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About the Vascular Priority Setting Partnership


Why set priorities for vascular research?

Vascular disease is the collective term for diseases of the veins and arteries. Every part of the body to which blood flows can be affected by it.

It's as common as cancer and heart disease and accounts for 40% of deaths in the UK and estimated health and care costs of £9 billion.

Despite ongoing research activity in the UK and other countries, there are still many questions about the prevention, diagnosis and treatment of vascular disease that remain unanswered.

However, funding is highly competitive and resources are increasingly limited, which means that researchers and policy makers need to know where best to focus their efforts in order to maximise impact on health outcomes.

What are the benefits of a priority setting process?

Priority setting processes (PSPs) can help to address this issue by systematically identifying gaps in evidence and establishing recommendations for research priorities.

The James Lind Alliance is internationally recognised as an authoritative and independent organisation to guide this work and produce an unbiased result. They specialise in bringing together patient and clinician voices and give equal weighting to the views of the different groups.

Patients and carers across the UK are closest to the conditions and living with the effects every day. They have valuable insight to share.

Here at Hull York Medical School, our Clinical Sciences Centre manage the work of the Vascular Priority Setting Partnership and specifically lead the following national sub-specialty interest groups: Vascular access (Mr George Smith), venous (Mr Dan Carradice), and wounds (Professor Ian Chetter).

85% of research investment is wasted when the needs of users of research are ignored

Chalmers I, Glasziou P. Avoidable waste in the production and reporting of research evidence. Lancet. 2009;374(9683):86-9.

Priority setting process

How did the Vascular Priority Setting Partnership agree the priorities?

The Vascular Priority Setting Partnership publication (PDF) has been published and details the background, methodology and results of the Vascular PSP in full. A summary of the process is provided here (PDF) and outlined below.

The Vascular PSP was undertaken in three main phases;

  1. Delphi Survey: an initial Delphi survey to gather the opinions of vascular health care professionals about their research priorities.
  2. A James Lind Alliance (JLA) survey to gather the opinions of vascular patients and carers about their research priorities.
  3. Final workshops to bring together patient and healthcare professional priorities to jointly agree research priorities.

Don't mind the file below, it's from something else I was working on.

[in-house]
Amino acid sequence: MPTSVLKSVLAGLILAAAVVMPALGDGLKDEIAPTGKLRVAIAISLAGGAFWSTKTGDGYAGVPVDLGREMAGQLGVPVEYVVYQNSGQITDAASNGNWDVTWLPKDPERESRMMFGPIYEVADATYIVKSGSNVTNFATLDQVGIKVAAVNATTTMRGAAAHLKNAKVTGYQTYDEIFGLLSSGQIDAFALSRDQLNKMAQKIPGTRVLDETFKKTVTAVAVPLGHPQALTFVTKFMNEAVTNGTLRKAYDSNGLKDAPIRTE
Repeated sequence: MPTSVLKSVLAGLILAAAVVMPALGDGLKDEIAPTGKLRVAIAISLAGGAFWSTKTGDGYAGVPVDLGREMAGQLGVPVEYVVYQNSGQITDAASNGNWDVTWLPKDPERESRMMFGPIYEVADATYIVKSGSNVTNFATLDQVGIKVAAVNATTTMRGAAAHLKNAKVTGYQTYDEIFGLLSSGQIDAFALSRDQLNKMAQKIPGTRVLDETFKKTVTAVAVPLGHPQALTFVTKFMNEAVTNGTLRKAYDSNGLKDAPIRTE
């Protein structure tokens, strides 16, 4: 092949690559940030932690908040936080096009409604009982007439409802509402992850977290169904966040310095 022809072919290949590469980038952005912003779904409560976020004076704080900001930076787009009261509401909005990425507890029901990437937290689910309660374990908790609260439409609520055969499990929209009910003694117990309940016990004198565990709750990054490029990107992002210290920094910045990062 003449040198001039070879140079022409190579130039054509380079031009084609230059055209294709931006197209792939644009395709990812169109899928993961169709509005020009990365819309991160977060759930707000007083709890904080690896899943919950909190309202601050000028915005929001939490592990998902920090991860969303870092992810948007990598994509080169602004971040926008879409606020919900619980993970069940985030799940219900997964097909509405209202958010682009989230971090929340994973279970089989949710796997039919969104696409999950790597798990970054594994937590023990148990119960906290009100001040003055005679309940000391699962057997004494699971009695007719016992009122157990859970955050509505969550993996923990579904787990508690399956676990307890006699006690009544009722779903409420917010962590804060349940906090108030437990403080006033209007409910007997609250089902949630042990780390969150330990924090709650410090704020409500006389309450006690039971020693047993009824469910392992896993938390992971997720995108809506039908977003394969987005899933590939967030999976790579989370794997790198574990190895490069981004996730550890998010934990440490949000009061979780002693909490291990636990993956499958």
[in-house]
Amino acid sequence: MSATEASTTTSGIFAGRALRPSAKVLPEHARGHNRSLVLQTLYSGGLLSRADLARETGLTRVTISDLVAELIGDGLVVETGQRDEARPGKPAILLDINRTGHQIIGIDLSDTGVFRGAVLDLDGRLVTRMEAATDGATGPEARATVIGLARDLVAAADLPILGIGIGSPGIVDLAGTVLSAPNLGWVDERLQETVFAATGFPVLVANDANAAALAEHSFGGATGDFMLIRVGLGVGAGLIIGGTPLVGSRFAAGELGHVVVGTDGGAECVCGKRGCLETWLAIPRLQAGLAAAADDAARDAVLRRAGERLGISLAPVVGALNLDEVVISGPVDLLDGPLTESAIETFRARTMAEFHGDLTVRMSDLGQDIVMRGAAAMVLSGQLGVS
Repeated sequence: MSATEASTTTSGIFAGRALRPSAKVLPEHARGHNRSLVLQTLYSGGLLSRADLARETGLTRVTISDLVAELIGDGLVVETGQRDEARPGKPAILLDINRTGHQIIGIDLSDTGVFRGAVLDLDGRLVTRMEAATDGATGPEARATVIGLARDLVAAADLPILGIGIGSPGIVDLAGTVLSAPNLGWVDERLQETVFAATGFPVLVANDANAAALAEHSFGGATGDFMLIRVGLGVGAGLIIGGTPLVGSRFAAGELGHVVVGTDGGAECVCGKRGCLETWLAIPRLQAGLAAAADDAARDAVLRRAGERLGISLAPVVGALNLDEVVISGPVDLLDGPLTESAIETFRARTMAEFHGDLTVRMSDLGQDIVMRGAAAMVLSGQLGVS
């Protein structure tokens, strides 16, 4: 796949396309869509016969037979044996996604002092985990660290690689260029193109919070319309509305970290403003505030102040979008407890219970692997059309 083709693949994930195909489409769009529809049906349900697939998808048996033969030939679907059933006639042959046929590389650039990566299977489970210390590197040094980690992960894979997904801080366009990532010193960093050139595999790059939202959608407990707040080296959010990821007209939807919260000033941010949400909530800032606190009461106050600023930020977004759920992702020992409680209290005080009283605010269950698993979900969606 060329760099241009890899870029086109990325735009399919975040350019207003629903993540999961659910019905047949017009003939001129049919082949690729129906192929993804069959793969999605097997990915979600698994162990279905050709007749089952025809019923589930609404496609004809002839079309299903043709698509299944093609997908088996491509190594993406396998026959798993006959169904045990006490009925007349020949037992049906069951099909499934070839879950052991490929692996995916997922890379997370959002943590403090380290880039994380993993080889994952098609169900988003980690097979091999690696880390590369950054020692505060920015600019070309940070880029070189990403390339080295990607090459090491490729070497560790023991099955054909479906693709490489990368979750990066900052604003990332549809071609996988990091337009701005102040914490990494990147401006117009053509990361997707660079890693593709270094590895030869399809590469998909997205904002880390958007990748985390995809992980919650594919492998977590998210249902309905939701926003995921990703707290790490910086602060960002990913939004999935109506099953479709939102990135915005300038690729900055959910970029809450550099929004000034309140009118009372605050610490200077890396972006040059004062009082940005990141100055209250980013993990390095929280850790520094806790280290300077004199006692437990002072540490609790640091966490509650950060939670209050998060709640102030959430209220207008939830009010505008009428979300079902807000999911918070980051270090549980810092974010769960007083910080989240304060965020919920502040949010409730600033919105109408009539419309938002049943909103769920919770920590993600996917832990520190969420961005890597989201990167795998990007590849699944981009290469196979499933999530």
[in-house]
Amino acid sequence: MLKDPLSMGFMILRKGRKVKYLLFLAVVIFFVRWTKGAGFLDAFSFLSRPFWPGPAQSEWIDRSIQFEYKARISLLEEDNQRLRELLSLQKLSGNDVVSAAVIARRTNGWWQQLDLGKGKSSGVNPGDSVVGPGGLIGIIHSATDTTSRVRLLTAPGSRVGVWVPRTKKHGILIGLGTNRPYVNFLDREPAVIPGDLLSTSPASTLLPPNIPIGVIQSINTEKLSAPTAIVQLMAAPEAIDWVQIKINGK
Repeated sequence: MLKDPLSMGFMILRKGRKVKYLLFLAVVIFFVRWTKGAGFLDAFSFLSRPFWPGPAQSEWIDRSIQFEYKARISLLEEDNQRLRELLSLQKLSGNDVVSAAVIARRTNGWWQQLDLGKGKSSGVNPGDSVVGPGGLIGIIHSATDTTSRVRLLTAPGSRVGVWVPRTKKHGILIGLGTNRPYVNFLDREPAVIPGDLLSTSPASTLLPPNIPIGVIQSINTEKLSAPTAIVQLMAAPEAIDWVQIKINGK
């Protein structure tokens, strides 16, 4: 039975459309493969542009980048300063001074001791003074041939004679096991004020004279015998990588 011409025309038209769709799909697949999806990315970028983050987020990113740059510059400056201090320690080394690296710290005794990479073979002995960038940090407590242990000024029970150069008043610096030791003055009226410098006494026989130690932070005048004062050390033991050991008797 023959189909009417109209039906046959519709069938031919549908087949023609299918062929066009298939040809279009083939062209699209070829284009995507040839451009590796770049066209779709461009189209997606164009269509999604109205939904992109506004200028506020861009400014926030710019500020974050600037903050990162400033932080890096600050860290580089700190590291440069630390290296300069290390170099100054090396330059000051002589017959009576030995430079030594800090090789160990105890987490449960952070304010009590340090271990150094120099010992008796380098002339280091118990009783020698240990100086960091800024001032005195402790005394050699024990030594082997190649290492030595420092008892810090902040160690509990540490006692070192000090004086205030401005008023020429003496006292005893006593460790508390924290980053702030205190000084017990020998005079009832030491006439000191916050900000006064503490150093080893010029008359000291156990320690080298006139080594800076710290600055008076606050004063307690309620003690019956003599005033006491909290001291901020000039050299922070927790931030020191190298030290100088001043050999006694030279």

Phase one: clinician Delphi survey summary

The aim was to survey the opinions of vascular health care professionals, to identify and rank research priorities using a modified Delphi methodology.

A full description of this phase of the project has been published:

G E Smith, J Long, T Wallace, D Carradice, I C Chetter, Vascular Research Collaborative , Identifying the research priorities of healthcare professionals in UK vascular surgery: modified Delphi approach, BJS Open, Volume 5, Issue 2, March 2021, zraa025,

Phase two: patient and carer survey with the James Lind Alliance

Following the success of the vascular health care professional Delphi survey, the Vascular Priority Setting Partnership worked in collaboration with the James Lind Alliance to identify and score patients and carers research priorities.

1. Vascular Priority Setting Partnership Steering Group

The Steering Group (PDF) is made up of representatives from vascular health care professions, service users and carers. This group agrees the plan of action, scope and takes responsibility for the PSP.

2. Gathering priorities

We ran a survey inviting anyone with a vascular condition, their carers or family to submit research priorities.

3. Establishing Special Interest Groups

The term vascular covers such a broad range of conditions, we established Special Interest Groups to help support and promote the project in these areas, ensuring different types of vascular condition were fairly represented throughout this process.

Each SIG has its own membership comprising allied health professionals (surgeons, nurses, radiologists, technologists, trainees, physiotherapists) and patients.

4. Sorting the responses and evidence checking

With oversight from the steering group, a team from the Vascular Research Group sorted all the priorities and worked with the Special Interest Groups to group the responses into vascular condition areas.

The long list of summary questions were checked against existing research evidence to ensure they were true uncertainties. Any priorities that were already answered by research were removed.